Tiina’s cabin (see Reflections on the Lake) barely had water (one faucet), so obviously it didn’t have a shower. She told me: the sauna actually makes me feel cleaner than a shower. Of course, I was prepared to agree, even though I had never really done a sauna before—not in a way that made me feel clean. She stoked the fire in the sauna’s stove, explaining, “Not only does your skin get clean, but toxins are released from your body through your pores.” In any case, on a cool spring day (it was about 20 degrees Celsius, which is about 68 degrees Fahrenheit), sitting in a hot sauna could be pleasant.
She also told me that the ideal temperature for the sauna is between 60 and 80 degrees Celsius (that’s 140 to 176 degrees Fahrenheit). So we waited almost an hour, periodically stoking the stove, for the sauna temperature to climb. Tiina told me that Finnish families sit in the sauna naked. I said that I would feel more comfortable if both of us wore bathing suits. I had brought mine and I saw hers hanging by the sauna door.
We changed into our bathing suits and Tiina went for a swim in the lake. She only stayed in a few minutes, but she got completely wet, including her hair. I simply couldn’t go in the water, which I knew was hovering somewhere just above freezing.
Then we went into the sauna and sat on a towel. Tiina said that she liked the feeling when she puts water on the rocks. Instead of pouring water on the rocks as I had imagined, she used a long-handled ladle and threw water onto the rocks. The rocks instantly transformed themselves into a little pit of tiny dragons. They hissed and spit angrily and breathed fiery hot air at us. The hot air from the rocks didn’t seem so much different as it hit us from the front. But when it hit from behind, ricocheting off the wall, it was so much hotter than the rest of the air around me that it felt like a truck had run over me. Tiina reveled in the feeling, as I just tried to breathe again.
After about half an hour, she announced that it was time to swim in the lake again. Now the lake sounded pretty good. But my body did not agree. I got into the water up to my ankles and my legs refused to carry me any deeper. Perhaps the water felt colder for having gotten myself roasting hot, but now I reassessed that the lake was miraculously below freezing temperature without any ice to be seen.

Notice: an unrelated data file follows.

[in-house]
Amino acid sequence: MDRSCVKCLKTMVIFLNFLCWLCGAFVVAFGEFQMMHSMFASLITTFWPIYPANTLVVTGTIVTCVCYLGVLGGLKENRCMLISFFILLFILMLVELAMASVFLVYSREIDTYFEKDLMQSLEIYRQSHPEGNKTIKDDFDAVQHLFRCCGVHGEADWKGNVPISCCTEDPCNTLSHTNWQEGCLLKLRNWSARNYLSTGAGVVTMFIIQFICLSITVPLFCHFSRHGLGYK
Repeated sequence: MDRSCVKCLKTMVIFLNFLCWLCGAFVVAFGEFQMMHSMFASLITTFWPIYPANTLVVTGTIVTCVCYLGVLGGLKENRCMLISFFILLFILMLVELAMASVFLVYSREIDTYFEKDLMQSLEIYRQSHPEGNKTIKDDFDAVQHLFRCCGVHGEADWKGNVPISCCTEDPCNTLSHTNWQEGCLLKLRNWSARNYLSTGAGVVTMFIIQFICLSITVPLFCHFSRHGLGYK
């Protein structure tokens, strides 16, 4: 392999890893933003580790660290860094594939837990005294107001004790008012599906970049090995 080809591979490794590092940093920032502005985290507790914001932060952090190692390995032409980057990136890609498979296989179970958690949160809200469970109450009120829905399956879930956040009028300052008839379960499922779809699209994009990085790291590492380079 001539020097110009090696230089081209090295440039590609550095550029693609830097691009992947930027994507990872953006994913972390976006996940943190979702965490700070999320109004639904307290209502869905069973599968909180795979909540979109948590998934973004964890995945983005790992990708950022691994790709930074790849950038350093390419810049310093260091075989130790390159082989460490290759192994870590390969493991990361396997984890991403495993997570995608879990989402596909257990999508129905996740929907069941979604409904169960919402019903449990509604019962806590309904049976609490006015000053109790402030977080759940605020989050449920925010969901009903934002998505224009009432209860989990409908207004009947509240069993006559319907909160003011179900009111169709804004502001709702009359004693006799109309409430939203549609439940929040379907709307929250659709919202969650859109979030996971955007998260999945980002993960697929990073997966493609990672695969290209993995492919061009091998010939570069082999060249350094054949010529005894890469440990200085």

This frigid lake brought a memory to the surface of my mind. When I was about twelve years old, I went with my family, hiking in the Colorado Rockies. On a high mountain plateau we came across a waterfall. My dad told my brother, “I’ll give you ten dollars if you’ll go all the way under that waterfall.” Now, it was summer, but there on the mountaintop, it wasn’t anything like hot, and that waterfall was probably snowmelt. My little brother said no. Then Dad upped the bet to twenty dollars. My brother refused again. I started stripping down to my undies, determined to get the money that he was passing up. I made it across the frigid pond and under the waterfall just fine, but on the way back, all my muscles turned to wood and then to stone. Each step took a month to accomplish, then a year. But the worst part was that my lungs had also turned to stone. I kept willing them to breathe, and they were not responding. I was almost certain at one point that my dad would have to rescue me because I was having such a difficult time getting myself out of the water.
I did eventually get out, what seemed like several years later. Mom was waiting with a towel. As she rubbed my limbs, my lungs finally gasped to life like a newborn taking her first breath. In the meantime, my brother had changed his mind and taken the plunge, too. Somehow he got out about the same time I did. Good as his word, Dad rewarded each of us with a crisp, new twenty dollar bill.
It was the mountaintop waterfall that my body was remembering—that and the fact that Dad wasn’t around to save me if my body shut down. So in the end, it was useless to argue with legs that had turned to stone again, this time in mutinous refusal to obey.
Tiina, meanwhile, had gone swimming again, and again gotten completely wet, including her hair. Then we went back to the sauna. She squeezed some shampoo into her hand and worked it into her hair. She used the water from the rock-watering-bucket to rinse with. Then she went to get dressed. I wetted my hair, shampooed, and rinsed from the bucket. Then I went to dress, too.
As much as I loved everything else about being at Tiina’s rustic cabin, I’m afraid I failed the test to see if I’m Finnish. Clearly, I’m not. Tiina assured me that it had not been a test, and handed me a hot cup of tea. And as I sipped the tea feeling very relaxed, I thought, I wouldn’t trade this experience for anything. God is good!